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Requires Risk Assessment - Some states require organizations to conduct risk assessments (or data protection assessments) in order to evaluate benefits and any potential harms that may stem from running a particular business process or protocol. In addition, these businesses may be required to document their findings. An example of a business process could be your marketing function, which requires the use of sensitive data to market. States that require a risk assessment, require that you assess the privacy risks of running your marketing function. 

Applies to Employee Data - At present, most state data privacy laws do not extend employee data. One way in which California's legislation stands apart from other state-level legislation is by treating employee data akin to consumer data. This provides employees, contractors, and job applicants with the same privacy rights afforded to consumers.

Protects Consumers from Discrimination - Under this right, businesses may not discriminate against consumers who exercise their data privacy rights enshrined by data privacy law.

Provides Right to Appeal - If an organization denies a customer’s request to exercise their data privacy right (for instance, if the request is covered by an exemption provided by the law), the consumer may appeal their decision. The business must therefore provide a way to appeal and respond to the appeal within a certain number of days.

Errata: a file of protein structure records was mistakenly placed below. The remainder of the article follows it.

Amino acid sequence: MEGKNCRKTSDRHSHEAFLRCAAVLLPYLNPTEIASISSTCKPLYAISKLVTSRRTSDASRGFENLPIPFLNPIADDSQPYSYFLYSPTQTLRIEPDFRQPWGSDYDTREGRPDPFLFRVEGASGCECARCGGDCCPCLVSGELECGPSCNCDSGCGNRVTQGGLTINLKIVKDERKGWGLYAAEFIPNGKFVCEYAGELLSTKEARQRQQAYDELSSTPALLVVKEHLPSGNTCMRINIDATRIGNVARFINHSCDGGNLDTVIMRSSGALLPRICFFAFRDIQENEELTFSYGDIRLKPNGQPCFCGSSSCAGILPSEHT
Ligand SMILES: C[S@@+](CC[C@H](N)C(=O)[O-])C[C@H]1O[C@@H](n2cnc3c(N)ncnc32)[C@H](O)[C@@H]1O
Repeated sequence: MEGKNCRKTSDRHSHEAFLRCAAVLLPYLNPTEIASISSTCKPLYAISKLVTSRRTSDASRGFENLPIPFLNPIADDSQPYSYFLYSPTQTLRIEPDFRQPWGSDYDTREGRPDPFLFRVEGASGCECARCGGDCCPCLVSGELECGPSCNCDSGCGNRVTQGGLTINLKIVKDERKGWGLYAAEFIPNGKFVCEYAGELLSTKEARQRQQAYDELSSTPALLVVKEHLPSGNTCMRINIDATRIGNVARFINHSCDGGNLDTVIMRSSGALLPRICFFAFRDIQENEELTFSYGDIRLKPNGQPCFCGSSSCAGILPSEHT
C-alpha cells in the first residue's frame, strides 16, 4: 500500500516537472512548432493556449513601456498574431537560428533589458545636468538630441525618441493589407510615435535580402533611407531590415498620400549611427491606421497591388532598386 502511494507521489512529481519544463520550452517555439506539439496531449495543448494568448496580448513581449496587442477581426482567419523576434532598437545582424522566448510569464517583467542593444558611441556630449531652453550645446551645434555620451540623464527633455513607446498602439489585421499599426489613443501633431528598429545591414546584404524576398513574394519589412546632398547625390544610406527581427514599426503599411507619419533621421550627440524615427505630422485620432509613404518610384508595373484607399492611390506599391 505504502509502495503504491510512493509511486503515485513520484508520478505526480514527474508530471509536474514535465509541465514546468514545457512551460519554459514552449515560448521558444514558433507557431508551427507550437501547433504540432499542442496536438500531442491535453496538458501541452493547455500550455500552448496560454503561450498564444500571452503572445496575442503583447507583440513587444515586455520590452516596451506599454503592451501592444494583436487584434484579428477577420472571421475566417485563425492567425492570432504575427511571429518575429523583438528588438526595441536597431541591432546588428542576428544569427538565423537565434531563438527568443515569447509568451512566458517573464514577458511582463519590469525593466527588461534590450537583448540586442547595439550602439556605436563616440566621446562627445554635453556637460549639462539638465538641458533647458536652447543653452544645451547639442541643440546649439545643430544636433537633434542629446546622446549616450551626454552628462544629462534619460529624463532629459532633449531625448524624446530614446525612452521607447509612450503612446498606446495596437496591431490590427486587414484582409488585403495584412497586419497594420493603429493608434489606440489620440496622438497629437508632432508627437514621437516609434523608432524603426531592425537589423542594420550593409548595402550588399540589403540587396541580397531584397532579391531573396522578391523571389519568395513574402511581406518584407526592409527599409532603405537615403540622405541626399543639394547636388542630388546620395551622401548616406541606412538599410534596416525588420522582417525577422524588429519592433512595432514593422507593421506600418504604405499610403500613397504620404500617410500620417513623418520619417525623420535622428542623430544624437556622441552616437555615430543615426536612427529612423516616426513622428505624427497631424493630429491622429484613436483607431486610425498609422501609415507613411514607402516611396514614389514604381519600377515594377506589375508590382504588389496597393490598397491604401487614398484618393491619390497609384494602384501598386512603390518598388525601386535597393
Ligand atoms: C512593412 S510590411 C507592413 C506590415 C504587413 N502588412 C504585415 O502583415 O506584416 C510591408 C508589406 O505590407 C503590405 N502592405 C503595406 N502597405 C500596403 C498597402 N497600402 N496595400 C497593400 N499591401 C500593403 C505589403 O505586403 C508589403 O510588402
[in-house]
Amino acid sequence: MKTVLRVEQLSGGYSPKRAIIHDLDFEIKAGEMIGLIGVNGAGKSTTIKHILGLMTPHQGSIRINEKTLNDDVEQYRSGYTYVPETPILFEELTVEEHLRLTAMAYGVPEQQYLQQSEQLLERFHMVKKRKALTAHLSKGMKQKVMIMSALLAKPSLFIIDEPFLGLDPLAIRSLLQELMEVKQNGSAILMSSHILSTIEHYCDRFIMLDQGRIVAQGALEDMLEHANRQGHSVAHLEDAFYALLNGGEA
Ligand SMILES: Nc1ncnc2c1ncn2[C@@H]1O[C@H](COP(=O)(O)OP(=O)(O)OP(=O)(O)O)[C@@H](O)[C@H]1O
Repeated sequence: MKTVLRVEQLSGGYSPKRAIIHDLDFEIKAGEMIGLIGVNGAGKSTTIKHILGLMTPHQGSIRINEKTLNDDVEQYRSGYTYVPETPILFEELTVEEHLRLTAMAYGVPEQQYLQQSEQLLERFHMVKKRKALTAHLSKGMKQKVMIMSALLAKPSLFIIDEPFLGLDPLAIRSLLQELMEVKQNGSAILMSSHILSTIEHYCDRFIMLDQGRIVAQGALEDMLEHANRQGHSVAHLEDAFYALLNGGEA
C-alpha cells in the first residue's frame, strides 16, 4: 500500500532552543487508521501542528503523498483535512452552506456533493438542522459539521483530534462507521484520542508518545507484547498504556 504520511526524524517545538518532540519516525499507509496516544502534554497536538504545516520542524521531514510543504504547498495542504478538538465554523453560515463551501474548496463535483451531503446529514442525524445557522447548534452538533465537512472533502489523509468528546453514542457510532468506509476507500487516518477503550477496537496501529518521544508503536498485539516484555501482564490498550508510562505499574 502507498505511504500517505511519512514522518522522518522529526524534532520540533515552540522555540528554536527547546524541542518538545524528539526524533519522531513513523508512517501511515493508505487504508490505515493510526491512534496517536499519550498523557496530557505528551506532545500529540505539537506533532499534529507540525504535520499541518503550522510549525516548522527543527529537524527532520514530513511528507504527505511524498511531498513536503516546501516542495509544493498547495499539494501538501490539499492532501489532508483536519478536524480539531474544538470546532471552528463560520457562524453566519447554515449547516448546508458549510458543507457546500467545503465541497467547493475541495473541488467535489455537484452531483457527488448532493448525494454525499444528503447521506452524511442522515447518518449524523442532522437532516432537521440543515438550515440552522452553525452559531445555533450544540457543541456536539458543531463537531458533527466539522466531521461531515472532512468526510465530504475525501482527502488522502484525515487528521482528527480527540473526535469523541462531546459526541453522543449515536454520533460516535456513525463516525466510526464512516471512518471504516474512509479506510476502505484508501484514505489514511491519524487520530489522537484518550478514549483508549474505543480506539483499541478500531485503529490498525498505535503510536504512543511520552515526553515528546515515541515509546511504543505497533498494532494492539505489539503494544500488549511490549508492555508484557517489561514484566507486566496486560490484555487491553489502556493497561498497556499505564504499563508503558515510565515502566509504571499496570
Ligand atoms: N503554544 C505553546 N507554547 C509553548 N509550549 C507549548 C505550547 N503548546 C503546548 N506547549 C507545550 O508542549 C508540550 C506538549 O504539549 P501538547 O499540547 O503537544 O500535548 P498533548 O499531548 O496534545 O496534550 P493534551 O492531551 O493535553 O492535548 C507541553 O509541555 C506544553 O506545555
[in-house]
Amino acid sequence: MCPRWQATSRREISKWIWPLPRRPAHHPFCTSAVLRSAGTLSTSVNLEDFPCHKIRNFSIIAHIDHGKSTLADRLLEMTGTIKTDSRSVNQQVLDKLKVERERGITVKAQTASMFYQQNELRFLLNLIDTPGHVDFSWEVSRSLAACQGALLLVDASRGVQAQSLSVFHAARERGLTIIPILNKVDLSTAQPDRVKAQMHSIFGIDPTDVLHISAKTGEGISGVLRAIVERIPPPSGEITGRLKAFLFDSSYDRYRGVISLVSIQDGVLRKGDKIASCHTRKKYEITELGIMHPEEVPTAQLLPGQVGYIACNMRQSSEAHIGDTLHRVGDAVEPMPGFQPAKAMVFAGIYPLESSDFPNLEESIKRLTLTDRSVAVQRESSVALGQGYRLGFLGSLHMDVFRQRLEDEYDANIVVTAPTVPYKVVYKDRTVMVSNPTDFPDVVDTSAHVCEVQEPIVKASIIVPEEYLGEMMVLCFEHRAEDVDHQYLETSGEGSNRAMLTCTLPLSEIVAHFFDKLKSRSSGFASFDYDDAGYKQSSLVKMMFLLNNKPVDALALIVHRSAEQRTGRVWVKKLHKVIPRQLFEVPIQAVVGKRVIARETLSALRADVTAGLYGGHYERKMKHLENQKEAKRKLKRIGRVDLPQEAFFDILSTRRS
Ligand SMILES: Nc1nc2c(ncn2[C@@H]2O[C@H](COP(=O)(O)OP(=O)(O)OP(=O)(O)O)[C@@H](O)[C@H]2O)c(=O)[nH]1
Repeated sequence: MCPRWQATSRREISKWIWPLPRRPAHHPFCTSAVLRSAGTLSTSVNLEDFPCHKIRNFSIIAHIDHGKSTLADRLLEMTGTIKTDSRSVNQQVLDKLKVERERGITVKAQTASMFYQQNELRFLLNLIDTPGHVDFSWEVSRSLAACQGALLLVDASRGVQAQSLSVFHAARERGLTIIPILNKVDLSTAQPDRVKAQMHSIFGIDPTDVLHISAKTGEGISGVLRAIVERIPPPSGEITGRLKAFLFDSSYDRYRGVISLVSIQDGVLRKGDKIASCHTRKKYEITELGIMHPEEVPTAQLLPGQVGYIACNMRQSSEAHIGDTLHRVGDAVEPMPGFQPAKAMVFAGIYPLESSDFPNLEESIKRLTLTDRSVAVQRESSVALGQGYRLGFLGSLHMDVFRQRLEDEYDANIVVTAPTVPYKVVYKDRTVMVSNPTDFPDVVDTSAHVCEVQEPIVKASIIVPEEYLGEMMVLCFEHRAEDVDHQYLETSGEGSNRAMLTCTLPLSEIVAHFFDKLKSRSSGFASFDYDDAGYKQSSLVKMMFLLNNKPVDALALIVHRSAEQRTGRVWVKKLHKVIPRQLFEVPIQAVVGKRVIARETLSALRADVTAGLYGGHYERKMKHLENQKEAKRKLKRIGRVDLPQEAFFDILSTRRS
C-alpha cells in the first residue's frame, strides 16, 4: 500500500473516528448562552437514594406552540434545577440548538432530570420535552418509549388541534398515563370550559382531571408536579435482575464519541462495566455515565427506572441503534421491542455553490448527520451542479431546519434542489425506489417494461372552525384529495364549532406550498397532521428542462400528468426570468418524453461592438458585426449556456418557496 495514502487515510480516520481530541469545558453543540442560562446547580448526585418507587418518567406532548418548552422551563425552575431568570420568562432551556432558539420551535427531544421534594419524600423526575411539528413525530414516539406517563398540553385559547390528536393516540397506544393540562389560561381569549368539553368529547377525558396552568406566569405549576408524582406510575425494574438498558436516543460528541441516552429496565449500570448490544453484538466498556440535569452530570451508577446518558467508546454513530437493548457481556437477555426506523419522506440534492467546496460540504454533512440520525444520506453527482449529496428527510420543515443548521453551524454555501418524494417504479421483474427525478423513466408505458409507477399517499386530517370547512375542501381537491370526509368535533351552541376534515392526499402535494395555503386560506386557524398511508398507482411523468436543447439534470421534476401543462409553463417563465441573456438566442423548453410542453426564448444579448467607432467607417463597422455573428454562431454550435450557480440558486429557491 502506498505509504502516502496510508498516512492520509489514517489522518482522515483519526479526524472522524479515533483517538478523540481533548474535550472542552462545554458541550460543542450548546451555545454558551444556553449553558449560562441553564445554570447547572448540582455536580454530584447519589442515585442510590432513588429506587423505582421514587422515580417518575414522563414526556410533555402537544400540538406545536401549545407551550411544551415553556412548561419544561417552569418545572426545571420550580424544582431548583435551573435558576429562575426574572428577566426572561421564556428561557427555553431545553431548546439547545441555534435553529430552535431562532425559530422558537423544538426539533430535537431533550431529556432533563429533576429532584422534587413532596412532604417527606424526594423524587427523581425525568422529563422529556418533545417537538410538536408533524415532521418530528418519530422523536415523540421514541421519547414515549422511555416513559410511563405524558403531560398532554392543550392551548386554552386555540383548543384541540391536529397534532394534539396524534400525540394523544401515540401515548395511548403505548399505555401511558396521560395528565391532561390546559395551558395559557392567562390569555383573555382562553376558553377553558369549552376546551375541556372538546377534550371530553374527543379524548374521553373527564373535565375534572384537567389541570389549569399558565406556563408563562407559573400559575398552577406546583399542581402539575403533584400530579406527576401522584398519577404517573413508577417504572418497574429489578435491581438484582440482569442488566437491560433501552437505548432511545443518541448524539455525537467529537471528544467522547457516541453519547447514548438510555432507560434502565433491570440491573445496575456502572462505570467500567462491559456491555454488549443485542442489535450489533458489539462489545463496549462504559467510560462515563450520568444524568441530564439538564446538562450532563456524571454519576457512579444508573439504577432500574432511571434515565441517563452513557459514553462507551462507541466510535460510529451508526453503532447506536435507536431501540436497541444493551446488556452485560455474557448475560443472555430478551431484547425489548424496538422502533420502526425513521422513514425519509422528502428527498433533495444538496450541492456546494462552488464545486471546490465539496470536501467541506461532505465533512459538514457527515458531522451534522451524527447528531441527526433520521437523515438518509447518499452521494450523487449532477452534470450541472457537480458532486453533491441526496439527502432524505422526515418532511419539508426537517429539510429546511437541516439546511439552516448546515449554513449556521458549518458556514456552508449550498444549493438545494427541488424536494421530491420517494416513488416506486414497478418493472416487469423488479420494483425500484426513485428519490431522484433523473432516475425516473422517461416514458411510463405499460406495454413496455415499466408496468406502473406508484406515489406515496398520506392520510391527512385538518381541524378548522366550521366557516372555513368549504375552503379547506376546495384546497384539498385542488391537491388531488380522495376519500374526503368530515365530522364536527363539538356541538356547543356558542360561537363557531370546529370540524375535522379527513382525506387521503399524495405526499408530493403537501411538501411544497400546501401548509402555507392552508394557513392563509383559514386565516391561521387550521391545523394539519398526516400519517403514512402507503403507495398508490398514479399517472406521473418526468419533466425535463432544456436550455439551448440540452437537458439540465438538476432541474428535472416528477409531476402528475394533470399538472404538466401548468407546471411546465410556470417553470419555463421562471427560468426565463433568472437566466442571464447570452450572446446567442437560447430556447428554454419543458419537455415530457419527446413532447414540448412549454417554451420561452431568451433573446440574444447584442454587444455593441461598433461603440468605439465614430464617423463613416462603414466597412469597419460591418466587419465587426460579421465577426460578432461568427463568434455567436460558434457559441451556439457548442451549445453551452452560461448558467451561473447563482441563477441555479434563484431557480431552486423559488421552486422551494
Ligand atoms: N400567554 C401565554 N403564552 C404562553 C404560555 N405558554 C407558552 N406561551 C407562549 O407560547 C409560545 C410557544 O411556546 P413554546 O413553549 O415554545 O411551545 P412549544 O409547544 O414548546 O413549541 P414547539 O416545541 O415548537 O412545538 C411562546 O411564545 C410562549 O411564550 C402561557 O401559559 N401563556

Requires Consent to Process Sensitive Data - Many state data privacy laws require businesses to gain explicit consent from consumers before they process and use any of their sensitive data. The definition of “sensitive data” varies across states, with Virginia providing a baseline definition, and Oregon and Delaware providing a slightly broader definition by including transgender and nonbinary status.

Provides Right to Limit Use of Sensitive Info - California further differs from other states with data privacy laws by affording consumers the right to instruct organizations to cease using their sensitive information—also known as "sensitive data" in other states. However, there’s a limit to this right and instances in which it doesn’t apply, such as when a business requires sensitive data in order to fulfill orders or provide requested services.

Requires Opt-Out Signal Recognition - Some data privacy laws (like California) include language requiring businesses to recognize opt-out preference signals (such as the Global Privacy Control [GPC]) that communicate a consumer’s preference to opt out of particular uses of their sensitive data. Although none of the states (except California) currently require businesses to recognize these signals due to enforcement delays, several will begin mandating this beginning March 29, 2024.